If you are worried about the driftwood dirtying up your water, it probably will if you do not boil it or let it soak first. I just threw mine in a pot and let it run to a boil and then once it started boiling, I kept it in there for like 5 minutes. within that five minutes the water was YUCK BROWN! I emptied the yuck water, put in new water and I did the process one more time (Not sure if the second time was necessary, but safety called, lol ) -- after it boiled the 2nd time, I just placed it on a clean towel and let it cool off, and then I put it in my tank ( I have two pieces of driftwood, one big one small, and neither yuckied up my water with this process ;) )

    Good Luck :)
  13. AnnaEAValued MemberMember

    Surge protector, check! I picked up a cheapo four plug in one, and I'm using it to replace the high end computer surge protector I've been using for my electric tea kettle! Tea kettle gets the cheapie, fish tank gets the big one.

    My drift wood is soaking in a bucket in the closer right now. It's got some serious floating action going on, and needs a good soaking -- hopefully it will be good to go by the time I get the stand, but if not I'll just let it float. Guy at the LFS says this will also leach it clean if it's going to discolour the water or anything.

    I"m probably going to get one of the metal stands I've seen at petsmart - my LFS doesn't carry stands for ten gallon tanks!!! :mad:
  14. atmmachine816Fishlore VIPMember

    Vin why are surge protecters necessary? i have a power strip that my grandpa used and my friend just uses extesion cords
  15. AnnaEAValued MemberMember

    The tank is completely set up, filled with water, and has been fed ten drops of ammonia to start the cycling process.

    My tank has - a whisper filter, 90gph, a little all-glass submersible heater, a light(15 watts), a rock with two large holes in it, a neat shaped piece of wood and some plants. The plants are - two clumps of dwarf mondo grass, an anubias nana, a java lace fern, and some java moss. It looks very sparsely planted,, so I may pick up some more plants next week, if these ones don't die or look like they are starting to die.

    My camera has dead batteries, or I would take a picture to share.

  16. atmmachine816Fishlore VIPMember

    o recharge those batteries or get new ones but is your light incadescent or flurescent and as far as i am aware of mondo grass is not fully aquatic and will eventually die and foul up your water though i am not 100% certan that dwarf mondo gras is the same but better do some research to make sure and sounds like you are doing good Good luck and take some pics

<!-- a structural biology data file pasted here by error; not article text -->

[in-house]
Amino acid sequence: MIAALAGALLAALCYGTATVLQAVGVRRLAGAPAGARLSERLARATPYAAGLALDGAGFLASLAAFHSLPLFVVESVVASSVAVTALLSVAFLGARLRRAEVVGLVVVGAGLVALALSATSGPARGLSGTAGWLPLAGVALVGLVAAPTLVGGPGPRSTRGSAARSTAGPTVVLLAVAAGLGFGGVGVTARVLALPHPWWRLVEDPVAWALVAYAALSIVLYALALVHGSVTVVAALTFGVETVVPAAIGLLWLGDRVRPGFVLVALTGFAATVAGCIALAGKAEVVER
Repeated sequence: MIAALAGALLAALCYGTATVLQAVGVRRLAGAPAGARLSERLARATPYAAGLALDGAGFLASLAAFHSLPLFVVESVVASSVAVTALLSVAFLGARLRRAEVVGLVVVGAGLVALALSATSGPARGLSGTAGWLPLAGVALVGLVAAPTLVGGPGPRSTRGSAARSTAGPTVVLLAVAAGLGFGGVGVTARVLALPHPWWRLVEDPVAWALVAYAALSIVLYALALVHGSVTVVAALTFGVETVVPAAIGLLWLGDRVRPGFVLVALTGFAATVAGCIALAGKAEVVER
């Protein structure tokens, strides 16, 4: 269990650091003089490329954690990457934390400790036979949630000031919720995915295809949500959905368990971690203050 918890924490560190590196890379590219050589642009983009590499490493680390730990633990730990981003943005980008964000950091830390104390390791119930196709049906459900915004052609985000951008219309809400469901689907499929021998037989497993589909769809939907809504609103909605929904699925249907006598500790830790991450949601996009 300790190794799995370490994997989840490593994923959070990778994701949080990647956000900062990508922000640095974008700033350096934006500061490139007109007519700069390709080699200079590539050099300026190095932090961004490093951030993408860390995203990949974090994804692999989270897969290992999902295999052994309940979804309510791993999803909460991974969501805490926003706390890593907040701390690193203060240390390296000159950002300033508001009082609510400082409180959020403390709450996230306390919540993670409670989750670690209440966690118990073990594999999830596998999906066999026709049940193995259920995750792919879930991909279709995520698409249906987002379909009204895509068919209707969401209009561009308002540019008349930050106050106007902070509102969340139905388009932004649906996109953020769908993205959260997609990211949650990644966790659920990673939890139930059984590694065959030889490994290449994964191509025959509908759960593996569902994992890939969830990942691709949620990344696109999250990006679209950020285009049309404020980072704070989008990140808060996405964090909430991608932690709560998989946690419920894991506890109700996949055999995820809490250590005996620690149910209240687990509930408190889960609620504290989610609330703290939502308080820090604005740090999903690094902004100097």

17. AnnaEAValued MemberMember

    I'm putting the batteries in to recharge over night - pics coming tomorrow.

    And I have just googled the dwarf mondo grass, and it is not fully submersible :( so I will probably keep it in until I finish cycling, and then pull it out and put it in a planter on my plant bench - it is a pretty little grass.
  18. ButterflyModeratorModerator Member

    Sounds like you've got it going on and such a good lot of good advice also. Good luck!!
    atmmachine816- power strips are ok But the extension cords can get a little warm if overloaded.
  19. atmmachine816Fishlore VIPMember

    ok well what does a surge protecter do i know my dad has them on all our computers but what do they actully do
  20. vinWell Known MemberMember

    A surge protector will protect against sudden surges of electricity, like say during a thunderstorm. When a surge of electricity runs through the electrical lines, any electronic or electrical appliance is subject to a sudden burst of power that it cannot handle and can burn up.

    The surge protector - one with a reset button - will turn off, much like blowing a fuse. Since you are dealing with water and electricity, a surge protector will protect you against possible fires if there is ever a short in one of your cords.

    Never use extension cords on ANY appliance where water is involved. Especially since most plugs are two prong, not the grounded 3 prong. Though nowadays, the shielded cables (prongs w/ one larger than the other) are better than ones with no protection at all.

    I have all my aquarium equipment, all of my computer equipment, all of my home theater and big screen TV connected to surge protectors. It's important to make sure they have a reset switch or button on them. Otherwise they're just power strips with no protection.

    I hope I've helped.